Forensic and subtle but very meaningful change in workplace rights’ laws

It used to be the case that in determining whether an employer had made out a case of misconduct for the purposes of justifying a dismissal for cause (for example a summary dismissal for gross misconduct) the test for the industrial tribunals was not whether the alleged conduct had occurred, but whether the employer had conducted a reasonable investigation and there were reasonable grounds for its findings, irrespective of whether the employer got it right or not. That is no longer the case, as is seen from King v Freshmore (Vic) Pty Ltd Print S4213, 17 March 2000, per Ross VP, Williams SDP and Hingley C.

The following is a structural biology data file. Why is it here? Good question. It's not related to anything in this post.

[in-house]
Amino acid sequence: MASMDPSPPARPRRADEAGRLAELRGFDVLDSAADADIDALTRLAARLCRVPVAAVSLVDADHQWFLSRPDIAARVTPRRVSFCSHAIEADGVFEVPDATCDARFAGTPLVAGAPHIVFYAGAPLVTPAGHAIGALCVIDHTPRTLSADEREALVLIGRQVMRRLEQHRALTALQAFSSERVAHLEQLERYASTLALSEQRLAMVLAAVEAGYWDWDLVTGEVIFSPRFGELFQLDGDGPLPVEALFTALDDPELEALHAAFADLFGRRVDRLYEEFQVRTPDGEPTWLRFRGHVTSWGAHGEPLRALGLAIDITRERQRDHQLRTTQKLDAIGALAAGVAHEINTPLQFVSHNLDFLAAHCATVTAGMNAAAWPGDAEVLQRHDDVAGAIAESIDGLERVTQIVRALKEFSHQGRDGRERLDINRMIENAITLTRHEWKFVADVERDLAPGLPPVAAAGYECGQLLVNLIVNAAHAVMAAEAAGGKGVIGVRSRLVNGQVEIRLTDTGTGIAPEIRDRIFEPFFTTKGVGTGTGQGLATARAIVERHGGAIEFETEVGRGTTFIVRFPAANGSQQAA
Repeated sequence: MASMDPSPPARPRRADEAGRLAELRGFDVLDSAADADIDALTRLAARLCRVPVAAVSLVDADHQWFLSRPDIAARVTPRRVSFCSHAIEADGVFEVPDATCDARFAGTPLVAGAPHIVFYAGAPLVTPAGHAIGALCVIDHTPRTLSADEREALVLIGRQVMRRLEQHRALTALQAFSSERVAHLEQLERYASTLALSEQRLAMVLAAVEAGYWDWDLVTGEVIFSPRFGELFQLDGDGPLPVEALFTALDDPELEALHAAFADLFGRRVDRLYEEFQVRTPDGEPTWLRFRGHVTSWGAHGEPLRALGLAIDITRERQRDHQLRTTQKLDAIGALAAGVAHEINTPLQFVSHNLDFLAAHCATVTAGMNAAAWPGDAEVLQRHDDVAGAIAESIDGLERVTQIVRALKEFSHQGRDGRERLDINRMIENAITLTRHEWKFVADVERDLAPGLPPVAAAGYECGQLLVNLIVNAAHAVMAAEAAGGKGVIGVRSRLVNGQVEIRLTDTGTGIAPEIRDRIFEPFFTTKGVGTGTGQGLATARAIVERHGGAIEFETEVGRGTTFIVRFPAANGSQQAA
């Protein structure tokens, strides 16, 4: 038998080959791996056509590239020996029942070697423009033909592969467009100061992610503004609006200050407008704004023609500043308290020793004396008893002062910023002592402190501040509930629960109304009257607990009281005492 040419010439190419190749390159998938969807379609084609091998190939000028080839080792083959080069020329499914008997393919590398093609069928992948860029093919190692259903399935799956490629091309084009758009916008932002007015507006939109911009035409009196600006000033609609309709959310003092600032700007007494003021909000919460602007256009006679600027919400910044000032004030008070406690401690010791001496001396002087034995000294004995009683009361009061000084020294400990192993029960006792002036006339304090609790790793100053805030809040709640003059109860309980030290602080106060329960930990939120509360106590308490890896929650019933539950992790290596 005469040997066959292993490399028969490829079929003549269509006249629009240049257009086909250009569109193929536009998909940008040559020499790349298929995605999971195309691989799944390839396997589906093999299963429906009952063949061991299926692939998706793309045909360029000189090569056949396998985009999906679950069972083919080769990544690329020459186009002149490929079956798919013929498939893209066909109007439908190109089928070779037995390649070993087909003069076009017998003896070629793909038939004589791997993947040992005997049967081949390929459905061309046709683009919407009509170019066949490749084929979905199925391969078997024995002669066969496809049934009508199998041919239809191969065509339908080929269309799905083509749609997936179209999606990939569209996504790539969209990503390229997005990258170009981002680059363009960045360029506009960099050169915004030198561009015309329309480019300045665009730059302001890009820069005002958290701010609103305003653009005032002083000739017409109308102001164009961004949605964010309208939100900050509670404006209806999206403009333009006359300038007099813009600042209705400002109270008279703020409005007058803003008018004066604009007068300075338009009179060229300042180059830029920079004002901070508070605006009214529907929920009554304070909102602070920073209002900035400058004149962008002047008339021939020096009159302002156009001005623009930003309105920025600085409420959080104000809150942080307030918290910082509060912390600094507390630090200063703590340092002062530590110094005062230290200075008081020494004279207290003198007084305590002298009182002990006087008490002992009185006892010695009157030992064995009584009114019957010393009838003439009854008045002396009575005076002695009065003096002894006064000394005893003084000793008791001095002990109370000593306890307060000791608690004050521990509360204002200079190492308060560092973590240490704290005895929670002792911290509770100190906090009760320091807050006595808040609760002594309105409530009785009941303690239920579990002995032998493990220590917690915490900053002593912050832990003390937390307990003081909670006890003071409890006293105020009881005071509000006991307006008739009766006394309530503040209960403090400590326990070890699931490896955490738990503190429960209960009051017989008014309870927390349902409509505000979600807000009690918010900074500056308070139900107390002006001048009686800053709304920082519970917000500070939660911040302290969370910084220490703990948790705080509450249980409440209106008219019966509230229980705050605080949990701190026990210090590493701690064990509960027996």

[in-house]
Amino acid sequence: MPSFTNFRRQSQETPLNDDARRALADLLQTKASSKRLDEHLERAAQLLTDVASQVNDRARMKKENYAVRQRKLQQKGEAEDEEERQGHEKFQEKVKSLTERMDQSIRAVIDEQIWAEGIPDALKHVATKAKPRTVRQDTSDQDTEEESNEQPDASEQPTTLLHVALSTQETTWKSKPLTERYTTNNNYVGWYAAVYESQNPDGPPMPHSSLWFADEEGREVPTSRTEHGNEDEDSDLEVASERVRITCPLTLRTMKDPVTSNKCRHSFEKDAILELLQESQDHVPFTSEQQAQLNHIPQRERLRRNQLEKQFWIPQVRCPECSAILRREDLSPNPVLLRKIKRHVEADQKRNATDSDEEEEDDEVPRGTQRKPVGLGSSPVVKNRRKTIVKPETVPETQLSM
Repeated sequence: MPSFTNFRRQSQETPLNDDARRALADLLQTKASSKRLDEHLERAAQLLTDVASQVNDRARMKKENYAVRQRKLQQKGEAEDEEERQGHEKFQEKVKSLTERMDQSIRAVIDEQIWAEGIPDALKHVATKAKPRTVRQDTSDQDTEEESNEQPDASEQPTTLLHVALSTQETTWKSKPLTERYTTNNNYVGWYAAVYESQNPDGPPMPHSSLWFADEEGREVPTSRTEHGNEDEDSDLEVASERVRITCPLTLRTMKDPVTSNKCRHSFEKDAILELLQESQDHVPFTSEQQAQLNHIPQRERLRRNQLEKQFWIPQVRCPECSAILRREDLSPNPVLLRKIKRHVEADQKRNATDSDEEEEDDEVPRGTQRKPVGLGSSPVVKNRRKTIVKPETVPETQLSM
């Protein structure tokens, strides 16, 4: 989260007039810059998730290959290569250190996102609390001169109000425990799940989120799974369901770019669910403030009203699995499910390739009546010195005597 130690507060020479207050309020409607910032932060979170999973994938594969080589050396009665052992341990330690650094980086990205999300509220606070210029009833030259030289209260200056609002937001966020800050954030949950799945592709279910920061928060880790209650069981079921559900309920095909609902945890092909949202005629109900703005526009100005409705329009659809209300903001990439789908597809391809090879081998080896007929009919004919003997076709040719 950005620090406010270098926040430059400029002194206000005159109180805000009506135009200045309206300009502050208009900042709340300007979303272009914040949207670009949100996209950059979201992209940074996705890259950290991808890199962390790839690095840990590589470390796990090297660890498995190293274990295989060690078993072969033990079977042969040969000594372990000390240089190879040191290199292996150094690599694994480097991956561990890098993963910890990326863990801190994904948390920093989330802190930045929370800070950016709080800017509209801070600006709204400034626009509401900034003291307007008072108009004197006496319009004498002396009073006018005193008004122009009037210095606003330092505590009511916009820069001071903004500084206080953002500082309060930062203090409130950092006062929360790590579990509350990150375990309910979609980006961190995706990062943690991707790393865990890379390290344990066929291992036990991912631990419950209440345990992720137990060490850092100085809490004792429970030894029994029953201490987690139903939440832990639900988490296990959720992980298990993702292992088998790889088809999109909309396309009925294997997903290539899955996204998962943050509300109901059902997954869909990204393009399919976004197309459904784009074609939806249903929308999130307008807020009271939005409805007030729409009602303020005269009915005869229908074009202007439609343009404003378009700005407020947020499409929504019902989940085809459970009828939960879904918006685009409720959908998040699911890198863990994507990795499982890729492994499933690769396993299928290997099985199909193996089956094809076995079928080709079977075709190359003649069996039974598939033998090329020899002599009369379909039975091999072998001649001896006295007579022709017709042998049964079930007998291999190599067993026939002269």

“When a reason for a termination is based on the conduct of the employee, the Commission must, if it is an issue in the proceedings challenging the termination, determine whether the conduct occurred. The obligation to make such a determination flows from s.170CG(3)(a). The Commission must determine whether the alleged conduct took place and what it involved.
The question of whether the alleged conduct took place and what it involved is to be determined by the Commission on the basis of the evidence in the proceedings before it. The test is not whether the employer believed, on reasonable grounds after sufficient enquiry, that the employee was guilty of the conduct which resulted in termination.”
Personally, I am not sure whether this is fair on employers, many of whom lack the resources and technical experience to conduct an enquiry with the same prospects of forensic integrity as the Fair Work Commission.
Nevertheless I don’t make the laws.